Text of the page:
Acute arterial occlusive disease due to tumor thrombus from lung metastasis of breast cancer with cartilaginous and osseous metaplasia: a case report
Surgical Case Reports volume 9, Article number: 13 (2023)
Tumor embolization due to venous infiltration of breast cancer pulmonary metastases is very rare.
A 72-year-old female was diagnosed with triple-negative breast cancer. Neoadjuvant chemotherapy was discontinued because of progressive disease, and a right mastectomy with sentinel lymph node biopsy was performed. The pathological analysis of surgical specimens revealed carcinoma with cartilaginous and/or osseous metaplasia. At 22 months after surgery, lung metastasis was observed, and 6 months after initiating treatment for lung metastases, she complained of sudden numbness in the left-lower limb with trouble walking. Ultrasonography showed an embolism in the left popliteal artery, and contrast computed tomography showed enlarged lung metastases and infiltration of the left-upper lobe disease into the left superior pulmonary vein and left atrium. Acute arterial occlusive disease in the left-lower limb caused by the tumor embolism was suspected, so an endovascular thrombectomy was performed. Tumor emboli were removed by embolectomy catheter.
This report of lung metastasis from breast cancer with cartilaginous and/or osseous metaplasia and acute lower-limb artery occlusion due to a tumor thrombus adds useful information to the literature on these extremely rare cases.
The incidence of breast cancer with cartilaginous and/or osseous metaplasia ranges from 0.003 to 0.12% of invasive ductal carcinomas. We report an extremely rare case of lung metastasis from breast cancer with cartilaginous and/or osseous metaplasia and acute lower-limb artery occlusion due to a tumor thrombus.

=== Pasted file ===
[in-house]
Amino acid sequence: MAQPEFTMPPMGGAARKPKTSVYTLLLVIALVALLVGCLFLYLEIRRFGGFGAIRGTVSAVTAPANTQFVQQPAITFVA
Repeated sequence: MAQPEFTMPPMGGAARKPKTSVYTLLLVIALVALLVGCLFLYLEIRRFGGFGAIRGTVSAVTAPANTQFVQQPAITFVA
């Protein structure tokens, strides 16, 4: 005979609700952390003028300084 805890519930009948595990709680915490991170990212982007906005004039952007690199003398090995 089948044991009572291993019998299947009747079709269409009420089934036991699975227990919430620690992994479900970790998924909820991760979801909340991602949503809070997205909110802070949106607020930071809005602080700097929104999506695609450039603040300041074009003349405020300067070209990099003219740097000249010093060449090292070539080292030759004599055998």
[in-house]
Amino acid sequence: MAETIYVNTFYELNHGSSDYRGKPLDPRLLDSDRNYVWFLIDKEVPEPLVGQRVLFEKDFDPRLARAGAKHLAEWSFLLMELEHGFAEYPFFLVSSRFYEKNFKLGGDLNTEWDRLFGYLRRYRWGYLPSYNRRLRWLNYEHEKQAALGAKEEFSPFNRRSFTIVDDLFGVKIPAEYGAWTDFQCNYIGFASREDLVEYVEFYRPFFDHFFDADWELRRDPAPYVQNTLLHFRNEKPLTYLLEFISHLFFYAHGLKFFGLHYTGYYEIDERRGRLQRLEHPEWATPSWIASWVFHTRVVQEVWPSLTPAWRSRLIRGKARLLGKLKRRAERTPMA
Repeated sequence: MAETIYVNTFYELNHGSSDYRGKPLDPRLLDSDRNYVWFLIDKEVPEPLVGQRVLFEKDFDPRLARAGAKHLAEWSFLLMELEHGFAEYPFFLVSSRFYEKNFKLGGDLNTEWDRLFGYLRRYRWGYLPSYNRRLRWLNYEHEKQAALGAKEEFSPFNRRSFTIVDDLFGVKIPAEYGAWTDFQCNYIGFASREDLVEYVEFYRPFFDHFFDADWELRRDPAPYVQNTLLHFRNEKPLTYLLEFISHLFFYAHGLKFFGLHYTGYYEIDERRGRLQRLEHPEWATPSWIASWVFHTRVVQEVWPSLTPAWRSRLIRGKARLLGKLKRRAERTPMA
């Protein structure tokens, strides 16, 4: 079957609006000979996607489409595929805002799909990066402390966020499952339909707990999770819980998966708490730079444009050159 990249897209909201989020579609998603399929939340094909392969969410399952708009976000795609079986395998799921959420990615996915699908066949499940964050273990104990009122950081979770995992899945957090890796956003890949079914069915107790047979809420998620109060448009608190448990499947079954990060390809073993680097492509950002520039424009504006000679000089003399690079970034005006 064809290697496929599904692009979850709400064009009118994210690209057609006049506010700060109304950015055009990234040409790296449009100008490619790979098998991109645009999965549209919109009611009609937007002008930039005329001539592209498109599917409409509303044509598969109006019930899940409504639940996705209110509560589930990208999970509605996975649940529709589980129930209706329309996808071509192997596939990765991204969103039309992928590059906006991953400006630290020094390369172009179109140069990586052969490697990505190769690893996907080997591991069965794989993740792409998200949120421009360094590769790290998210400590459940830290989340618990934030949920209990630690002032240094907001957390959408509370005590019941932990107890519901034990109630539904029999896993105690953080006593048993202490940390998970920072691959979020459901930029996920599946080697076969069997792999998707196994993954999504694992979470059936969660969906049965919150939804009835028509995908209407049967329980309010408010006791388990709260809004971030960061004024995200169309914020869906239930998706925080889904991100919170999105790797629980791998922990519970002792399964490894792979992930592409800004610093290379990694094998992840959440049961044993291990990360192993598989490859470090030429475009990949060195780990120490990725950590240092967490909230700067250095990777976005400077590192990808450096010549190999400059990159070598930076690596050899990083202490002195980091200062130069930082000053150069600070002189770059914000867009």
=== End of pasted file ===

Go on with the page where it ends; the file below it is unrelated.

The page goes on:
A 72-year-old female patient was referred for evaluation of a right breast mass. Physical examination showed a 2-cm hard mass at the 9 o’clock position of the right breast. She had no remarkable medical history, but her family history included an older sister and maternal aunt who had breast cancer. Mammography revealed a focal asymmetric density with a calcified lesion at the middle-outer portion of the right breast (Fig. 1). Ultrasonography (US) showed a 1.8-cm hypoechoic irregular mass at the 9 o’clock position of the right breast (Fig. 2), with no lymphadenopathy in the axilla. Histopathological examination of tissue samples acquired by performing a US-guided core-needle biopsy of the tumor showed matrix-producing carcinoma that was estrogen receptor (ER)-negative, progesterone receptor (PgR)-negative, and human epidermal growth factor receptor 2 (HER2)-negative immunohistochemically. Positron-emission tomography with computed tomography (CT) revealed neither distant nor lymph node metastasis. Neoadjuvant chemotherapy (NAC) with four cycles of nab-paclitaxel (260 mg/m2) followed by four cycles of CEF (cyclophosphamide 500 mg/m2, epirubicin 100 mg/m2, and fluorouracil 500 mg/m2) was initially planned. After the first cycle of nab-paclitaxel, the original tumor had enlarged to 2.7 cm, and a new lesion was present. Although NAC was switched to CEF therapy, the breast disease was determined to be progressive because of the 72% increase in the main tumor size after only one cycle of CEF. Three weeks after the CEF administration, a right mastectomy with sentinel lymph node biopsy was performed. The pathological analysis of the surgical specimens revealed a carcinoma with cartilaginous and/or osseous metaplasia (Fig. 3), pathological invasive size of 2.1 cm, and no sentinel lymph node metastasis (0/2). Immunohistochemical examination showed a triple-negative type tumor with a ki67 expression level of 20%. After surgery, the patient received post-mastectomy radiation and adjuvant chemotherapy with eight courses of capecitabine (1500 mg/m2/day, 2 weeks on followed by 1 week off in a 3-week cycle for each course). Twenty-two months after surgery, CT showed a pulmonary nodule approximately 0.9 cm in diameter in the left-upper lobe. Because it was a single nodule, watchful waiting was chosen. After 3 months, the nodule had enlarged to 1.1 cm, and a new nodule in the right-upper lobe was observed (Fig. 4); thus, video-assisted thoracoscopic partial resection of the right lung nodule was performed. Histopathological examination showed metastasis of the triple-negative breast carcinoma with cartilaginous and osseous metaplasia. A BRCA1/2 genetic examination was subsequently performed, and no mutation was found.